John Hollinger’s latest number-crunching has me thinking one thought: This year’s Orlando Magic are a lot like last season’s Cleveland Cavaliers. (ESPNBoston)
The Orlando Magic are putting together one of the most dominant late-season runs in history, and perhaps it’s time we started paying attention. Monday’s 98-84 win over Atlanta in Game 4 didn’t just put the finishing touches on a laughably one-sided four-game sweep, or keep the Magic’s playoff record a perfect 8-0 against two overmatched teams.
No, this goes much deeper. Orlando is on a torrid hot streak and nobody seems to have noticed.
Want to guess the Magic’s record in their 30 games since March 1?
Would you believe 27-3?
Yes, 27-3. That’s not a typo. That’s their mark in a slate in which 18 of the 30 opponents were playoff teams. And before you dismiss the most recent opposition so easily, remember that the Hawks team they handled so easily won more games than Boston, San Antonio and Portland and as many as Denver and Utah. In fact the Hawks beat all of those teams at least once, as well as the Lakers and Suns, and swept Boston 4-0.
So the Magic have beat a lot of good teams. Actually, that’s an understatement. They aren’t just beating people — they’re killing them. Twenty of the 27 wins have been by double figures, and many were one-sided beatdowns — such as the wins by 43 and 30 over Atlanta in Games 1 and 3. Monday’s win, by a mere 14, barely moved the needle on their average victory margin.
See if you can wrap your heads around this one: Orlando has outscored opponents by a whopping 421 points over its past 30 games. To put this in perspective, the Lakers, Suns and Celtics — who could be the other three teams left standing when the conference finals start next week — didn’t outscore the opposition by 421 points over the entirety of the 82-game regular season, much less in the final 30 games of it.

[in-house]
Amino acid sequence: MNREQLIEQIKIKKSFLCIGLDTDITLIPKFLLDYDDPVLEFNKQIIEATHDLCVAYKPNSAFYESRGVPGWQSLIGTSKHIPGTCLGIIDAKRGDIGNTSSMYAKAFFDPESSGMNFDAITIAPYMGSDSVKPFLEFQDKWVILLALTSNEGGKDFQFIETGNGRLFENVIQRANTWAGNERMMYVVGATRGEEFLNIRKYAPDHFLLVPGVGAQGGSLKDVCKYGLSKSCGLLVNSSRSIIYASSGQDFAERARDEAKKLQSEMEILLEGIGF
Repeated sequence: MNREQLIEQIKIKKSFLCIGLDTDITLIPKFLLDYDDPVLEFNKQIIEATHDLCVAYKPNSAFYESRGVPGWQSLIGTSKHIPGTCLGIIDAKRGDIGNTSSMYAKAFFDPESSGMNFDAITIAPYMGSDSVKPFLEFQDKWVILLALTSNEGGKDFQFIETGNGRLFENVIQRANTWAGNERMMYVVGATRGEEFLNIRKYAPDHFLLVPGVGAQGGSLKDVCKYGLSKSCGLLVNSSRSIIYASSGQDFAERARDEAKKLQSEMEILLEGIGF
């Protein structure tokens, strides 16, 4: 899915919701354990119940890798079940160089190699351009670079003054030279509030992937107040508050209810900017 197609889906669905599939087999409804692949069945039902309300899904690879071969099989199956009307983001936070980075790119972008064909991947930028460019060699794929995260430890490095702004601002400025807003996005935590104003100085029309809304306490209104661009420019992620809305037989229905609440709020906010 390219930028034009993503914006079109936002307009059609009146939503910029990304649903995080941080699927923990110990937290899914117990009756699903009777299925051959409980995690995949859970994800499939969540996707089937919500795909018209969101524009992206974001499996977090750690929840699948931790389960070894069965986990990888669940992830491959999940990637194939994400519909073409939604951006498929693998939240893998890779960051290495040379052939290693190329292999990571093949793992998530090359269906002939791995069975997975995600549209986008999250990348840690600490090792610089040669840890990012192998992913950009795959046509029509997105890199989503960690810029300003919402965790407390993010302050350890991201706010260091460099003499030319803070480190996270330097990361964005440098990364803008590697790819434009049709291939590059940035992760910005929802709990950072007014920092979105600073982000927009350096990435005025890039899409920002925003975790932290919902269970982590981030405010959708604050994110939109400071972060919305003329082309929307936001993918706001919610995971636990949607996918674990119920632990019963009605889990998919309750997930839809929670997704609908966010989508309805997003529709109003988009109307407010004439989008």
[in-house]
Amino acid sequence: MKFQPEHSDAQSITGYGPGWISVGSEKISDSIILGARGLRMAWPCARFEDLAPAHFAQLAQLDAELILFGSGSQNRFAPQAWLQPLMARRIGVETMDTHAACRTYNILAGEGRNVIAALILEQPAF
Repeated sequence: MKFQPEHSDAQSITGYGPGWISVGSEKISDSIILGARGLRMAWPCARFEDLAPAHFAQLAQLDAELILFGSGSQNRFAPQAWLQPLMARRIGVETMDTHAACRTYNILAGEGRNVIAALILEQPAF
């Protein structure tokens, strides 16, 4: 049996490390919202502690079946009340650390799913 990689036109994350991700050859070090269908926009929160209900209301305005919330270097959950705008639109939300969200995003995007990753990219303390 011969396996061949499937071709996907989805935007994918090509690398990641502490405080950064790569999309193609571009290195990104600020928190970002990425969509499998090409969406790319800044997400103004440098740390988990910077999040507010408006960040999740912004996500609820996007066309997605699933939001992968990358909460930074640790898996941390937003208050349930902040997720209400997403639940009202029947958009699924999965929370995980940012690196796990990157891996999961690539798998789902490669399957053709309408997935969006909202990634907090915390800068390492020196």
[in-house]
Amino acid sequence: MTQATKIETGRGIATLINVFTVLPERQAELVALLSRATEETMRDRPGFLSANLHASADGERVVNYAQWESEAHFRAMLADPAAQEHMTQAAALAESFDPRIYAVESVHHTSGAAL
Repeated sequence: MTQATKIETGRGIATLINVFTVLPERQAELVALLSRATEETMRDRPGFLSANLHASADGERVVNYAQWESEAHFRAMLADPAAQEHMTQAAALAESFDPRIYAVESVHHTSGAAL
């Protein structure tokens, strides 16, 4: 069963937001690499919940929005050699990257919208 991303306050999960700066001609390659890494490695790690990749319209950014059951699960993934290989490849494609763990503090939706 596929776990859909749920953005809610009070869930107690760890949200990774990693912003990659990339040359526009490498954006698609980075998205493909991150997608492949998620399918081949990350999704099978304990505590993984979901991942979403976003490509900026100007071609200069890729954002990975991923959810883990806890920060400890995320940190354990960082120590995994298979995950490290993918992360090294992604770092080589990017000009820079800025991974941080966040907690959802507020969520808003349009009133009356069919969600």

Just like the ’09 Cavaliers, the Magic have become favorites without ever winning anything. Just like those Cavs, these Magic entered the postseason as juggernauts and swept the first two playoff rounds in dominant fashion. Just like those Cavs, sweeping the first two rounds had as much to the with the opponent as it did with the Magic. The Atlanta Hawks had issues, serious issues, that revealed themselves when Atlanta barely escaped a Bogut-less Milwaukee Bucks in the first round. On top of those issues, the Hawks matched up atrociuously with Orlando — the Hawks’ biggest strength is an athletic and energetic frontline, a strength that was completely nullified by the presence of Dwight Howard. And Orlando’s other playoff opponent, the Bobcats, were a weak squad appearing in the playoffs for the first time ever. Just like last year’s Cavs, the Magic rumbled through two rounds just like they should have. Those Cavs’ fate? A quick and punishing defeat in the Eastern Conference Finals, to last season’s Magic. Will Orlando face a similar early exit?
Granted, the Magic have played unbelievably lately and deserve to be praised for their first- and second-round sweeps. They are talented and deep. But let’s not crown them yet. Let’s see how they handle a legitimate championship contender first. And the Celtics, after a year of pretending they weren’t, can now be considered just that.